The Benefit You Should Be Asking For, But Probably Won’t
By: Richard Butz
You lost your job because of a downsize, layoff, or position elimination. The company offered you some severance pay, apologized for “having to do this” and wished you good luck in your job search.You are unemployed!
When you lose your job, feeling hurt, angry, vulnerable, or even betrayed is normal. For most people, work is more than just making a living. One’s job influences how we see ourselves as well as how others view us; it gives us structure, purpose, and meaning. This why a job loss can be a so stressful. Beyond the unknown of going out into today’s job market and the loss of income, losing a job can mean a loss of professional identity, diminished self-confidence, and the loss of one’s social network as well as the end of a familiar daily routine. Most people need some support in their career transition, no matter how up-to-date one’s resume is.
We don’t often consider the benefits we might need upon our exit from a company when we’re negotiating our hiring terms, but you should. Most of us recognize that we’re not going to stay at the same company forever, yet we fail to negotiate like we will eventually leave. It’s important to consider and advocate for the benefits you’ll need at your departure from the organization, too. A critical benefit is outplacement services that include a personal career coach to help you in your career transition – especially when your departure isn’t your choice.
But what if you’re already facing losing your job and you didn’t negotiate the benefit in advance? When is it too late to ask for outplacement?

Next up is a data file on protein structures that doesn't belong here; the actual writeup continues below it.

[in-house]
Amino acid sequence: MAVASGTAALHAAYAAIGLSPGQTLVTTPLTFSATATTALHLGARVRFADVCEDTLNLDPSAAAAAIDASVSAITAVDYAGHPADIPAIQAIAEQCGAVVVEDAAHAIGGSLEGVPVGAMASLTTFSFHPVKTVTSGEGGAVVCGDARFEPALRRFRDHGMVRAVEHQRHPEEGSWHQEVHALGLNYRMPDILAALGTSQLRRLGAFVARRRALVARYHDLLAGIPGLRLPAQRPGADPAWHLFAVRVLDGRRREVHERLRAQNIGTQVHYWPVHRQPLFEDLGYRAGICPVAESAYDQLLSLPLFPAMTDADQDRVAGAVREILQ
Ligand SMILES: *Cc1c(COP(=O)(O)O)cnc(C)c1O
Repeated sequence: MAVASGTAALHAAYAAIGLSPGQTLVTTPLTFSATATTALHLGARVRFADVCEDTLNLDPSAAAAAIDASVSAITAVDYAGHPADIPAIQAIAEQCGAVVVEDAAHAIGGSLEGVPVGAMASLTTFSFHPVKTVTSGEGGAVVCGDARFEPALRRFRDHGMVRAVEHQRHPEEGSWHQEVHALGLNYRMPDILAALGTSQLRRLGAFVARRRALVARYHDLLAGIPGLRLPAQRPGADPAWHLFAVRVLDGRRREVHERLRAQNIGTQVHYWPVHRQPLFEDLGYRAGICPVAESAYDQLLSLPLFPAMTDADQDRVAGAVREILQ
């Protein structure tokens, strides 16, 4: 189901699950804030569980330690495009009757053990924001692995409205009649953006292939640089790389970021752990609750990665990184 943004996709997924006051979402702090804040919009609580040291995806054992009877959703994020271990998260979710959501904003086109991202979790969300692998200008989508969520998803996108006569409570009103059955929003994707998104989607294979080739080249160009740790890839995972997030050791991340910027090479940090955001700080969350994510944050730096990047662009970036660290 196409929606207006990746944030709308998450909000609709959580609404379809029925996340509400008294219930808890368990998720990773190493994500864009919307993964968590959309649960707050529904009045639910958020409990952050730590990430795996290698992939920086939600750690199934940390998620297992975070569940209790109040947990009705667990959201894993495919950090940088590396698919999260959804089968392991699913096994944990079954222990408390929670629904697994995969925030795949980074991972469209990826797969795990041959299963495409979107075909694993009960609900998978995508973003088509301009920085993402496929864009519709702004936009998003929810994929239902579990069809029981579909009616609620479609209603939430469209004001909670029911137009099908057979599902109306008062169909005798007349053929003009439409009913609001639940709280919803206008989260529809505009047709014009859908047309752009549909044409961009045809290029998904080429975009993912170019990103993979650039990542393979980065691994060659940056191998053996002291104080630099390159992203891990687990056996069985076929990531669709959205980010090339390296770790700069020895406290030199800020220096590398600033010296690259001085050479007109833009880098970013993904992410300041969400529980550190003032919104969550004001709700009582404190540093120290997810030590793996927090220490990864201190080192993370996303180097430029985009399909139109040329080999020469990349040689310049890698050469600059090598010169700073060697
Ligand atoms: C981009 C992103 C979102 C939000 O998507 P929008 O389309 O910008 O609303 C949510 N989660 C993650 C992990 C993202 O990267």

The short answer is its never too late to ask for outplacement benefits, but you must advocate for yourself; Don’t wait for your boss or Human Resources to offer it. Chances are they won’t offer it at all.
Self-advocacy happens to be a skill that people, especially women, lack more than any other competency. It is not something we do frequently, nor are particularly comfortable doing. We fear our former employer will say “no” or they may think we are a disgruntled employee who is not satisfied with their severance package. You don’t get things you don’t ask for. You can’t let the fear of rejection or failure stop you from speaking up for what you need to succeed in your transition.
Our company data shows that individuals with outplacement land in new jobs quicker than their peers and over 80% land in jobs they would classify as a “career enhancement”. If you’re struggling to figure out how to advocate for outplacement as a part of your severance or even in a compensation package, here are some steps to prepare:
How to Self-Advocate:
- Know what you want. Ask for outplacement services that includes a professional career coach who will provide one-to-one coaching and support to you until your job search is completed.
- Know who you are. Start the discussion by saying, “I need your help,” or “I need your support”. Remind them that you were a good employee and have documents that validate your performance while employed. Now, what you need is their help getting one additional benefit added to your severance package.
- How to ask for it. Schedule a meeting with your former boss or with HR – whoever you think will be most receptive to your request. Remind them that the company takes great pride in their culture, and they say their organization is a “great place to work”. By providing you with this additional benefit as a part of the departure package, they can demonstrate the organization cares about you and its people beyond your employment with the organization.
Self-Advocate for This Benefit:
Remember, you performed well while you were employed. The organization touts their great culture. Now they have an opportunity to make good on those claims and treat you with respect as they transition you out of the organization. You are entitled to this benefit, advocate for it.